In a common agency scenario, advertising creatives huddle with strategists and account directors with an intimate understanding of the client’s POV—to craft a presentation spelling out the Essence of a brand.
My qualms with this process begin with its redundancy. A brand has always been a summary of the values espoused and the promise made by a company. It’s only recently, when the term “branding” has also been applied to logos, fonts and color swatches—that the cry goes up for a brand to cleave to its essence.
No one who understands what a brand is would allow that to happen. A brand is a distillation of attributes a company, its products and services already exhibits in the real world—not a slogan crafted by committee. It’s an idea, a thought-process, a way of life for the company that owns it. As such, it can’t be made: It must be earned.
Marketers who don’t grasp that embark on periodic quests for the kind of unifying phrase that previous generations would have recognized as a campaign headline—one possible surface manifestation of a brand.
Is it any wonder that this tail-wagging-the-dog effort fails so magnificently?
Senseless…but darn concise.
Compounding the problem is the contradictory intent to be all-inclusive and inoffensive—yet still say something specific, unique and “ownable.” It’s here that the creative torture begins, as anxious marketers attempt to substitute a thesaurus for real creative thought. The search is on for a string of words that say something memorable without deviating into sense.
Yet, once the process is finished, the resulting Essence statement contributes nothing to branded communications. Filtered through its gelatinous mass, even simple phrases abandon all hope of Meaning.
How else explain “The Joy of Pepsi” or statements like:
The last example, aside from being socially tone-deaf, conjures up the absurd image of firing up a power plant in your pants.
The others, and there are many others, are merely blank. For instance, while I might experience joy with my family at Thanksgiving, the last thing I’m liable to remember about the holiday is how great the Pepsi tasted. Regarding Ford, no matter how I interpret the phrase “go further,” it rings false.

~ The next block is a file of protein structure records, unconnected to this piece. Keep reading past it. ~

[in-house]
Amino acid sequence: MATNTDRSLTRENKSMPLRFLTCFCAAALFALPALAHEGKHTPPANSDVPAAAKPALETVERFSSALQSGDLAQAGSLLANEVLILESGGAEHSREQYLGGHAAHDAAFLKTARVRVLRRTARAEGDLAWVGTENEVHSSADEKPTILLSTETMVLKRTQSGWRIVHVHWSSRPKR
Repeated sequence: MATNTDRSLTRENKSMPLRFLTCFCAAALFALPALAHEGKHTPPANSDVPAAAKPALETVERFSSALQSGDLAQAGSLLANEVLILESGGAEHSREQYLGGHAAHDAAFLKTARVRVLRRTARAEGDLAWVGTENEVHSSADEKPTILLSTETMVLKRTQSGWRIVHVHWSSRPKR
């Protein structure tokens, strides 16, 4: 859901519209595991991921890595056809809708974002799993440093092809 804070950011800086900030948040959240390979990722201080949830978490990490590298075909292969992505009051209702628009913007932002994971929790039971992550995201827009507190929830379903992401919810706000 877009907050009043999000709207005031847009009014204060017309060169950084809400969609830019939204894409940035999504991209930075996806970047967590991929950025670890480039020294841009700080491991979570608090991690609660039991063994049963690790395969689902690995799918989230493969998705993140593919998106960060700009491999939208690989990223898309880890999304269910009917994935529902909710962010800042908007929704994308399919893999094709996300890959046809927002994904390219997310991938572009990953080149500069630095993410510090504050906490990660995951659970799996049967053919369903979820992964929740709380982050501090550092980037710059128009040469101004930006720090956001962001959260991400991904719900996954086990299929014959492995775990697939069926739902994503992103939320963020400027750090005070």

Because unless I’m a NASCAR driver, my relative success in life won’t be determined by the car I drive. At the same time, this slogan is linked to a PR campaign revolving around the theme of empowerment. But as much as Ford deserves credit for even entering this arena, this campaign needs to be utterly separate from the idea of buying Ford cars.
Not least because, as with nearly every multinational corporation, the disparity between Ford’s C-level compensation and pay for the rank and file is a major contributor to dis-empowerment.
Again, because a brand is a promise, the credibility of that promise is an essential component of any branding exercise. Go further? Only if you’re a member of the 1%.
As such, Ford’s latest branding blunder is another triumph of marketing/PR ideology over common sense. Somebody sold the car maker on mounting a “purpose-centered” campaign, because such campaigns are very chic right now. They just forgot to check if their high-flying rhetoric actually had wings.
The committee-process ate my thought-process.
If the taglines above appear to make sense, it’s only because they’ve been cast in the form of a brand essence statement. Now, I know how such shallow phrases are produced. It’s a painstaking process, involving many late nights, hundreds of pounds of ugly wrap sandwiches and a headache-inducing stream of jargon-encrusted e-mail.
And in that horribly attenuated process, a kind of groupthink evolves. Trouble is, the final result is a phrase or phrases with countless unspoken associations that, unfortunately, “you had to be there,” to understand.
Paradoxically, the current obsession with Big Data, and its presumption of reality-based messaging, has been accompanied by a withdrawal from the real world. If the only requirement to attaining joy were buying Pepsi, don’t you agree life would be a tad simpler? Yet many other brands also think nothing of expecting consumers to associate their products with life’s greatest achievements, its loftiest feelings.
Want to speak to the essence of your brand? Keep your messaging in bounds. Pepsi as a universal metaphor for life’s great moments? Ford cars as a conduit for self-fulfillment? Please. Once and for all, dump the data, burn the research and just get real with your audience.